While banks do fall under the Bank Act, they are also regulated by several bodies in Canada, including falling under the Financial Institutions Act.  

Other organizations may also be governed by these regulatory bodies: 

Department of Finance Canada 

The Department of Finance Canada, together with the Minister of Finance, is the overall regulator of Canada’s financial sector. It advises the government on policies and legislation, including matters on taxation and tariffs, financial security issues, and the overall economic stability of Canada. The Department also helps implement such policies and legislation. 


Office of the Superintendent of Financial Institutions (OSFI) 

The Office of the Superintendent of Financial Institutions (OSFI) is considered the main regulating authority for banks and other similar institutions in Canada. The OSFI ensures their financial stability, interprets financial legislation in case of confusion, and issues guidelines governing these institutions. 

Bank of Canada 

The Bank of Canada is an independent Crown corporation and is Canada’s central bank.  

The Bank works with the Department of Finance to help in the regulation of financial institutions by: 

  • helping keep the inflation rate low 
  • enacting policies on central banking services and banking systems  
  • regulating currency, bank rates, and foreign exchange reserves  
  • administrating public debt 

Financial Consumer Agency of Canada (FCAC) 

The Financial Consumer Agency of Canada or FCAC is an independent regulator that focuses on consumer protection. It also regulates market conduct or commercial practices. It does this by implementing the consumer protection provisions of the Bank Act.  

The FCAC is also tasked with public awareness of standard market conduct or commercial practices which must be exercised by these financial institutions.  

In addition, the FCAC regulates payment card network operators and external complaints bodies (ECBs).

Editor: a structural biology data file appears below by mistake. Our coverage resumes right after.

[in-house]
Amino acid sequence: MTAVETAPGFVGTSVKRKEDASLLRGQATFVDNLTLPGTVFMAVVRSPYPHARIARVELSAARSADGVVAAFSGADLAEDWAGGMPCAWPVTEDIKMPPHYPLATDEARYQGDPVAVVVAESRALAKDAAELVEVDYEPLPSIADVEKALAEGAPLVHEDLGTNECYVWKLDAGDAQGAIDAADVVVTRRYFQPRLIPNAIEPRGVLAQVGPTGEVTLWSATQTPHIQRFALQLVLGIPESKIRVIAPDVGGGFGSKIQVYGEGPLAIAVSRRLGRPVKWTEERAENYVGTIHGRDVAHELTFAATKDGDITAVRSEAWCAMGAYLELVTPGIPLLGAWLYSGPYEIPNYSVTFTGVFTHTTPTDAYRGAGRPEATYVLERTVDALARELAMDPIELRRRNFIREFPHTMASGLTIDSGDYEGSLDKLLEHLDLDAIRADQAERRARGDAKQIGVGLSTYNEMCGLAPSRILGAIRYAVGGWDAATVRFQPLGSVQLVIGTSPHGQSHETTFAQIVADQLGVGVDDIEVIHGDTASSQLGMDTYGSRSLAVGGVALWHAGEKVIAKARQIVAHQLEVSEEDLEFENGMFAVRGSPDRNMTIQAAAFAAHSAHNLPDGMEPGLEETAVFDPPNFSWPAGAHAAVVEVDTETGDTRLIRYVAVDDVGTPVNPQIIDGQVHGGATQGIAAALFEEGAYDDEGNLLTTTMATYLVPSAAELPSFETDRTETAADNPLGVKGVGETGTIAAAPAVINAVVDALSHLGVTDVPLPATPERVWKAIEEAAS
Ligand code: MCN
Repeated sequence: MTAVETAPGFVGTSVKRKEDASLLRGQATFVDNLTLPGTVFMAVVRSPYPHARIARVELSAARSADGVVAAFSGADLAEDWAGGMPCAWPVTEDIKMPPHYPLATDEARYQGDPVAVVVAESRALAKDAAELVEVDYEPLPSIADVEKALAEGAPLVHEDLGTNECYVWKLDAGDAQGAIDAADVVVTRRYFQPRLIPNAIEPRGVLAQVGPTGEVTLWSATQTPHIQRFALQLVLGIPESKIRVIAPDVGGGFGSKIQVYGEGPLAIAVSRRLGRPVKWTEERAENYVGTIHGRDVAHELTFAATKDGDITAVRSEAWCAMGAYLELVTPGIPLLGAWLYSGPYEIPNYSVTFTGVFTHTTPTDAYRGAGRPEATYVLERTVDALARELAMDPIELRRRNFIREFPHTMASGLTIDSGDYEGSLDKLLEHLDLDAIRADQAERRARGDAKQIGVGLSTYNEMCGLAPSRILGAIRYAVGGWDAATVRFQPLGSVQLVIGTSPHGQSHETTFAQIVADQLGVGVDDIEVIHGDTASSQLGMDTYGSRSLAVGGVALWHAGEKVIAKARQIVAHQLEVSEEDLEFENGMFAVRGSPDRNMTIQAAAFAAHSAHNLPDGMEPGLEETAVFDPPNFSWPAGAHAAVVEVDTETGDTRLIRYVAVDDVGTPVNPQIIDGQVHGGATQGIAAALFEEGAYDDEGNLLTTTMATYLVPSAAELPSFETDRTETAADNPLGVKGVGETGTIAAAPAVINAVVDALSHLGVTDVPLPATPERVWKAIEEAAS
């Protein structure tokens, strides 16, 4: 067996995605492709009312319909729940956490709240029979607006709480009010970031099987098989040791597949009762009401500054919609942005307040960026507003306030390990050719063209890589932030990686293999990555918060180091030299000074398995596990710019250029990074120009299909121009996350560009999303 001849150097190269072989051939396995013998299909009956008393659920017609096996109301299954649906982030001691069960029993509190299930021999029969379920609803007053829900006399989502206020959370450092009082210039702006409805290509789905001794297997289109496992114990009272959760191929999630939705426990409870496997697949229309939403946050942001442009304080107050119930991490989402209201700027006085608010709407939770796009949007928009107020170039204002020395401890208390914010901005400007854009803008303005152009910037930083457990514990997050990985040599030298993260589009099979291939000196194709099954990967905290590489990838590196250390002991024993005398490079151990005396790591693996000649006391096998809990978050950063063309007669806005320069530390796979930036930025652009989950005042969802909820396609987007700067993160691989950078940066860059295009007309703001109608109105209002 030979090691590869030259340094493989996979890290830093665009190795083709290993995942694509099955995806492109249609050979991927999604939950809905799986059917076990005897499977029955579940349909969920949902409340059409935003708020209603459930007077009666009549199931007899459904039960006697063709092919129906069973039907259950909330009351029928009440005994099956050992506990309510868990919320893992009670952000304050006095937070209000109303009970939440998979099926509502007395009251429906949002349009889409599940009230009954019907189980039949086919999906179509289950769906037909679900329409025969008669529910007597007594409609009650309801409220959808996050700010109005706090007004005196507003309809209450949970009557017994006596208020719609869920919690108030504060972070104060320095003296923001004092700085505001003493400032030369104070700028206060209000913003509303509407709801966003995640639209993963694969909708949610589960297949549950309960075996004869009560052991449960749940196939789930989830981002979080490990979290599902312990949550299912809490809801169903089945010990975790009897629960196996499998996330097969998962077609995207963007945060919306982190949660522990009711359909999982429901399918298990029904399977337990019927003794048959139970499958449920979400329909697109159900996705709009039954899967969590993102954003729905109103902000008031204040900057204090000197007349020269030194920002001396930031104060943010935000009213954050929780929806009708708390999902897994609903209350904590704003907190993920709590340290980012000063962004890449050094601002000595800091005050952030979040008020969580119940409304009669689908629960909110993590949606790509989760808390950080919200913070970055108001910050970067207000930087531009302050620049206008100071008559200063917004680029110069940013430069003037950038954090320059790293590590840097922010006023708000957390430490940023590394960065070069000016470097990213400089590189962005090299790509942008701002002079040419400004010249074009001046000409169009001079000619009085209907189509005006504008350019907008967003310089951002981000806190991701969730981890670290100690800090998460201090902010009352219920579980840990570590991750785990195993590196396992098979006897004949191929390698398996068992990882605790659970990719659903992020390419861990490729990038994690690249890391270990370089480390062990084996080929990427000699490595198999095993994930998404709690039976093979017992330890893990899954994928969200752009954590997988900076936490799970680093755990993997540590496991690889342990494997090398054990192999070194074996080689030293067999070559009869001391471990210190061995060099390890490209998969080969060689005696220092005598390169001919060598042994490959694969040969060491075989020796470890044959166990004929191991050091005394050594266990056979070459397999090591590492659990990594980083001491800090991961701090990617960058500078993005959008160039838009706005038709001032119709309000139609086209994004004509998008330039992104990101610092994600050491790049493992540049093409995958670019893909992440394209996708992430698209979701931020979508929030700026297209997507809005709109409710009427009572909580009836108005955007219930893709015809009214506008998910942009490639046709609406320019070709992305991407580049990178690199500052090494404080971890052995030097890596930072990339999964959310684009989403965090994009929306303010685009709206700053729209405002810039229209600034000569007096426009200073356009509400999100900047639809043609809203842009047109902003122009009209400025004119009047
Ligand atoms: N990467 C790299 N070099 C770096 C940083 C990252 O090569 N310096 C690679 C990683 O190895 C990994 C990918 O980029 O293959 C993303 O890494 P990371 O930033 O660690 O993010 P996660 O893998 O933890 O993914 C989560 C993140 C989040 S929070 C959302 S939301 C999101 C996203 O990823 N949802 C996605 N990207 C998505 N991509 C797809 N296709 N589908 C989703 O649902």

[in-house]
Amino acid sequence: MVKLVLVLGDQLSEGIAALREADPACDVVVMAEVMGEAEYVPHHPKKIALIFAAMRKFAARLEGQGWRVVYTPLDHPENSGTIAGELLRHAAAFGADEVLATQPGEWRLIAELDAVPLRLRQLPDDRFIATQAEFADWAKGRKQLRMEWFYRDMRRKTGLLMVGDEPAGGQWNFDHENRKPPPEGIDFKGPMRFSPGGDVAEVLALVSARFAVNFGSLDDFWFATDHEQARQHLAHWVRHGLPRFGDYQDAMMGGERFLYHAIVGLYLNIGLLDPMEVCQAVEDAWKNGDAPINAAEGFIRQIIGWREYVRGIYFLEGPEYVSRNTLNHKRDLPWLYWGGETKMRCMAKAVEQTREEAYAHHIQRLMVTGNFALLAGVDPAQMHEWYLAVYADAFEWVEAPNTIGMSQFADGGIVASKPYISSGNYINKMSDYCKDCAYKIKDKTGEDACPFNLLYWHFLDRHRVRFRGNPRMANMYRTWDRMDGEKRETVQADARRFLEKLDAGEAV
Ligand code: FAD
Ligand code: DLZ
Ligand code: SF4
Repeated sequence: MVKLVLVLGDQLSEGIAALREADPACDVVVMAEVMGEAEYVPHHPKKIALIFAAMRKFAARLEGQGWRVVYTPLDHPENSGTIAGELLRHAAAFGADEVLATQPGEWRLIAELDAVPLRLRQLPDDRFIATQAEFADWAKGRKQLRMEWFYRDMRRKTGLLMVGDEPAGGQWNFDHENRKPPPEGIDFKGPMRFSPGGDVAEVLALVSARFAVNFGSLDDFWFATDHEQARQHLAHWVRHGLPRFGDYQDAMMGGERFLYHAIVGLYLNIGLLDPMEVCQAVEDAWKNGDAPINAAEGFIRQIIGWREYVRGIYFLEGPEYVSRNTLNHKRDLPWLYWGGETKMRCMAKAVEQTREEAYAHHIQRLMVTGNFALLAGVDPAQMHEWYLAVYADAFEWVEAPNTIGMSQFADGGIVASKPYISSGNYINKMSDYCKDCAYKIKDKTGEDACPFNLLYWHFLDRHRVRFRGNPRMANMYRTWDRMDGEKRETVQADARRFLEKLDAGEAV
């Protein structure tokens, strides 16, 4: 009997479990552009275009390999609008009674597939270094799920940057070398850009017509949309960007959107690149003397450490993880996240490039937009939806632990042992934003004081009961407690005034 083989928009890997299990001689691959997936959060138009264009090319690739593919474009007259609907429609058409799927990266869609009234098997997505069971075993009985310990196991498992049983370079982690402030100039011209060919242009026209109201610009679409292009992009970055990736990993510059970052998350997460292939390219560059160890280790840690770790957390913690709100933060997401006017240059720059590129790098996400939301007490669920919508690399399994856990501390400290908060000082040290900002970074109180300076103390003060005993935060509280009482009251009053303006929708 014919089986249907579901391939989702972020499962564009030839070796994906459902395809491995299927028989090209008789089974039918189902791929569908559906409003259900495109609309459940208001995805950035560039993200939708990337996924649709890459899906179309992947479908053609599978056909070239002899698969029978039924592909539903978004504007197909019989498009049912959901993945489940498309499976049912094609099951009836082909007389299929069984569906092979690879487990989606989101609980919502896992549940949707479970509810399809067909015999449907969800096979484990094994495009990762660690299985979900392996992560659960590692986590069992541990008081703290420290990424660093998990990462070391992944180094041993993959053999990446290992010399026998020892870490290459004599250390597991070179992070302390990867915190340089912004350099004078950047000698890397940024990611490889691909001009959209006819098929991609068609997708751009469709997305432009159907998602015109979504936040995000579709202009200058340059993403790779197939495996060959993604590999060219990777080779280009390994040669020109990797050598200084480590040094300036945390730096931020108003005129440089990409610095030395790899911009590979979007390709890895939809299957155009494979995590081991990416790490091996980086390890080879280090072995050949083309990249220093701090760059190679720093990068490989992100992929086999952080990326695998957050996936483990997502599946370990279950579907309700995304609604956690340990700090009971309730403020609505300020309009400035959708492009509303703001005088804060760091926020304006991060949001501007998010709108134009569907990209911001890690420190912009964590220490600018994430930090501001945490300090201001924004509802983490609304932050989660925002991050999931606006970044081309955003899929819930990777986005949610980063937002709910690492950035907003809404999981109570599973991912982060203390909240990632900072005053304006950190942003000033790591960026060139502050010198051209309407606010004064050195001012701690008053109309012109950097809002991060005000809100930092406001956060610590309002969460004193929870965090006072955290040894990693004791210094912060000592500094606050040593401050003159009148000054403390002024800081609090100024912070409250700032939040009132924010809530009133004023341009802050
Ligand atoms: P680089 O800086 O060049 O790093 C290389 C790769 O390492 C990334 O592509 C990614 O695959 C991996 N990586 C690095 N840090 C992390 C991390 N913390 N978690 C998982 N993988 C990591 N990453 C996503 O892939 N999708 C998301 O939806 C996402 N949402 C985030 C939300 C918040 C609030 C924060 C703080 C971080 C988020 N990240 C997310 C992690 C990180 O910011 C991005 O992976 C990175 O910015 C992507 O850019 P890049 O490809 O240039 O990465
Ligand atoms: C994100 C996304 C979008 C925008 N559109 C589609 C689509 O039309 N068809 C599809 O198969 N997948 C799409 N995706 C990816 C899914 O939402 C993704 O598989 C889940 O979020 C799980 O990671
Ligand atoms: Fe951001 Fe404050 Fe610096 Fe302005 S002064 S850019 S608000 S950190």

Canadian Payments Association (Payments Canada) 

Payments Canada governs the clearing and settlement of payments between its members.  

All chartered banks, including the Bank of Canada, are required to be a member of Payments Canada. Other entities that meet its requirements may also become members.  

Payments Canada also facilitates the interaction of its systems with other national and international payment systems. This results in a smooth payment system among its members.  

Financial Transactions and Reports Analysis Centre of Canada (FINTRAC) 

The Financial Transactions and Reports Analysis Centre of Canada or FINTRAC leads on detecting and uncovering suspicious transactions that may fall under money laundering and terrorist financing. These acts are prohibited by the Proceeds of Crime (Money Laundering) and the Terrorist Financing Act. 

Canada Deposit Insurance Corporation (CDIC) 

When a financial institution collapses, the Canada Deposit Insurance Corporation (CDIC) provides deposit insurance against loss of deposits. Most financial institutions (banks in particular) are members of CDIC. Other Canadian financial institutions are encouraged to be members as well.  

CDIC insures depositors of its member financial institutions in the amount of C$100,000 per member per financial institution. 

Want to know more about the financial institutions act in Canada and other regulations? Consult with the Lexpert-ranked lawyers in Canada whose focused practice area is on banking and financial institutions for your inquiries and consultations.